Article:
Applications: the new driver

Date:   Monday , January 05, 2009

Applications are the new drivers in integrated circuit and VLSI design related research. Just consider the three major game console players: Microsoft, Sony and Nintendo. While Microsoft and Sony's console are more advanced compared to Nintendo, it is the later that has emerged as the winner. This is because it create a new compelling game interaction (application) and thus is more fun to play with.

Increasingly, in VLSI design research, it is becoming important to identify applications with potential and use them to drive design. Research in this space today is about leveraging technology to solve application needs.

There are three areas, specific to emerging economies, which hold immense potential: healthcare, given the low level of healthcare access that citizens have, energy, to power growth, and entertainment. Focusing on applications for these verticals will be an important area of research.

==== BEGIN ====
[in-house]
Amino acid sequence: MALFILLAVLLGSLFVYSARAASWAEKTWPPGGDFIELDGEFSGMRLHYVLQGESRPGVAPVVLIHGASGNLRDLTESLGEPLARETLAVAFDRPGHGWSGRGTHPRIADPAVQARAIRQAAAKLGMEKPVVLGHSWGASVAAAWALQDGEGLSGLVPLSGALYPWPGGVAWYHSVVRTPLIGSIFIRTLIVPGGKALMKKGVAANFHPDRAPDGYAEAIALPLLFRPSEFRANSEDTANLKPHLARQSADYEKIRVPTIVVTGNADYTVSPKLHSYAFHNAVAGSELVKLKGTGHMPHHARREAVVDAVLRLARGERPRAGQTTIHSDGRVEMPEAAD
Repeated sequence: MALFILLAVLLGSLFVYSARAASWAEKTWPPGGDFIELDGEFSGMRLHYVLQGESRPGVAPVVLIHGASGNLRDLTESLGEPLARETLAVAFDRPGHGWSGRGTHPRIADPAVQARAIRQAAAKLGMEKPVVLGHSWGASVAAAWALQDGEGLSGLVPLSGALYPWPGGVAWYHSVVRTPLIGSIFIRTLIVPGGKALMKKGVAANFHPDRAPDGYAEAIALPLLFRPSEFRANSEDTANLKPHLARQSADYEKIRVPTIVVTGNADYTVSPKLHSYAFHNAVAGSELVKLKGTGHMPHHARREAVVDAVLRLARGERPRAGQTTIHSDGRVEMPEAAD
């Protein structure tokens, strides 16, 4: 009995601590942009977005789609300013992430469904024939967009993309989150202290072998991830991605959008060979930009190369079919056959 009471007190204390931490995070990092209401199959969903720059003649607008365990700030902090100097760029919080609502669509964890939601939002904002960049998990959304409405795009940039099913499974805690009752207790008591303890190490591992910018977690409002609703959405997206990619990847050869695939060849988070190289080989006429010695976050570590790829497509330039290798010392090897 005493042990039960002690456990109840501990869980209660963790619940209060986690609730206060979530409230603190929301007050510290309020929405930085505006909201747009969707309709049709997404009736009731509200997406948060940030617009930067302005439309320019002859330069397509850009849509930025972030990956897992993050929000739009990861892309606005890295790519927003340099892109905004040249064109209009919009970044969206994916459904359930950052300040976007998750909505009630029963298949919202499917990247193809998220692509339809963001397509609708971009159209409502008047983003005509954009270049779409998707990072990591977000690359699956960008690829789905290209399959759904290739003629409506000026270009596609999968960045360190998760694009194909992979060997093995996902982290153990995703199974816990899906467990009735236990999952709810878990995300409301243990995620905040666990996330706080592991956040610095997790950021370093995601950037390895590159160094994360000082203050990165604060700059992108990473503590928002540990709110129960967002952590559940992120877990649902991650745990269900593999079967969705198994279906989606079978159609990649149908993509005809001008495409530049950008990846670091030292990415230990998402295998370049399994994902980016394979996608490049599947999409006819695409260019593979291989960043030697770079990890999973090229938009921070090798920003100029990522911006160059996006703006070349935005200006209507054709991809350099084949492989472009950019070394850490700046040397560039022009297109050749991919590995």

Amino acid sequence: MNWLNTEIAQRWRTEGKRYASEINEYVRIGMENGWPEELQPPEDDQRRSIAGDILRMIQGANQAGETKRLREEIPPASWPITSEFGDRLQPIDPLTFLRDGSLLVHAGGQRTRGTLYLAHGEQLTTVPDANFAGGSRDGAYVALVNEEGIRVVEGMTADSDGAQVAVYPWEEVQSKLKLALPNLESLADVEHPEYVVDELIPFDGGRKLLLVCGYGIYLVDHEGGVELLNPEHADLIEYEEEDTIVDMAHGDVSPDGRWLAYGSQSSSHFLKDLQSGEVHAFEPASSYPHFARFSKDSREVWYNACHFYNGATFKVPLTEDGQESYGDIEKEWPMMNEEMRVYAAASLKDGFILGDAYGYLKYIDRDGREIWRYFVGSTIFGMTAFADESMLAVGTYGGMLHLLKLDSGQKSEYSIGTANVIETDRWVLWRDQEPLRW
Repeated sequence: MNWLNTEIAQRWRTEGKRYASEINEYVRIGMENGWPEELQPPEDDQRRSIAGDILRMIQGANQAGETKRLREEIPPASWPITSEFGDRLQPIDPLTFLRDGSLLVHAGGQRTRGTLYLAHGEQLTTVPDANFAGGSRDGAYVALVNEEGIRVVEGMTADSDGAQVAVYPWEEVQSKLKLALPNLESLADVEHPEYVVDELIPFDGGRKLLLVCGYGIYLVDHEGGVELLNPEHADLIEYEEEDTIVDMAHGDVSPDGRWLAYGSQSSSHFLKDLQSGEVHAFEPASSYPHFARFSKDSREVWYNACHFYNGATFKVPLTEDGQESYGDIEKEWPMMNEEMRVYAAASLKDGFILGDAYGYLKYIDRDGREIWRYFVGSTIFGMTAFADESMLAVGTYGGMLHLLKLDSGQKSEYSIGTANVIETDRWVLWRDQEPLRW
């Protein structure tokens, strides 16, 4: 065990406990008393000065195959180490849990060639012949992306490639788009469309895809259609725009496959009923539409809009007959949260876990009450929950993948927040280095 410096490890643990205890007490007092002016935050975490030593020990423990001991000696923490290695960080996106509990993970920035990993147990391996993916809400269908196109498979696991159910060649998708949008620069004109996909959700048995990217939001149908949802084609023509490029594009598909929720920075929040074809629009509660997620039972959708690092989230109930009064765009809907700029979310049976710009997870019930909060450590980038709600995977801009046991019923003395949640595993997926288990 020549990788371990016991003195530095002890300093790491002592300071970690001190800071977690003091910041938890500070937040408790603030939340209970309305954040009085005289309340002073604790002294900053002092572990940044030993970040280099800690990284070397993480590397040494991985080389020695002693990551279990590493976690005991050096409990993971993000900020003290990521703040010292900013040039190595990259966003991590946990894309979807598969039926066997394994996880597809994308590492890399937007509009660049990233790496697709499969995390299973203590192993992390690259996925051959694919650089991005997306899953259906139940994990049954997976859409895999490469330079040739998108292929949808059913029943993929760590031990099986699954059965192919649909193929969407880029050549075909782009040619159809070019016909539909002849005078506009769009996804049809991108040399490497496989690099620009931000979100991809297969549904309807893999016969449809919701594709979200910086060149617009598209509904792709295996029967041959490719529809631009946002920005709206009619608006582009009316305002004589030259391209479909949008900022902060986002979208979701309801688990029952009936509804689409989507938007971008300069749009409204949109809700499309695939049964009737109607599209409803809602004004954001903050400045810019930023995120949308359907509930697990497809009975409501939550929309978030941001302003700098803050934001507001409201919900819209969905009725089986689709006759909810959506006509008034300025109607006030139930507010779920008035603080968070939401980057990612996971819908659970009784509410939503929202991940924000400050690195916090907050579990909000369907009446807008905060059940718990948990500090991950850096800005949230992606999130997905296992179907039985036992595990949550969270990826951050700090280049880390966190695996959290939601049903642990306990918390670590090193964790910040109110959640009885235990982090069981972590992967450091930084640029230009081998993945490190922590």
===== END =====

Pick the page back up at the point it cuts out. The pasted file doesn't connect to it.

One must not construe my point about focusing on applications as a total disregard for technology. Both are important from the research and design perspective, but the balance between the two has changed. While in the 70s, when I began my career, we would be happy to make anything work on a piece of silicon, today applications have become more important.

In this regard, let me also point out that different countries have different demands. And while products created around these demands might get replicated in other countries; they might also not find a need there. Take for instance healthcare. In a country like the U.S, where healthcare is quite advanced companies are looking at building devices that make the quality of care even better. But in emerging economies, where access to healthcare is low, there might be a need to low-end devices that could give health related feedback to people and more information about their health and diagnosis to provide greater access to care.

The author is a Professor, Dept. of Electrical Engineering and Computer Science, Stanford University.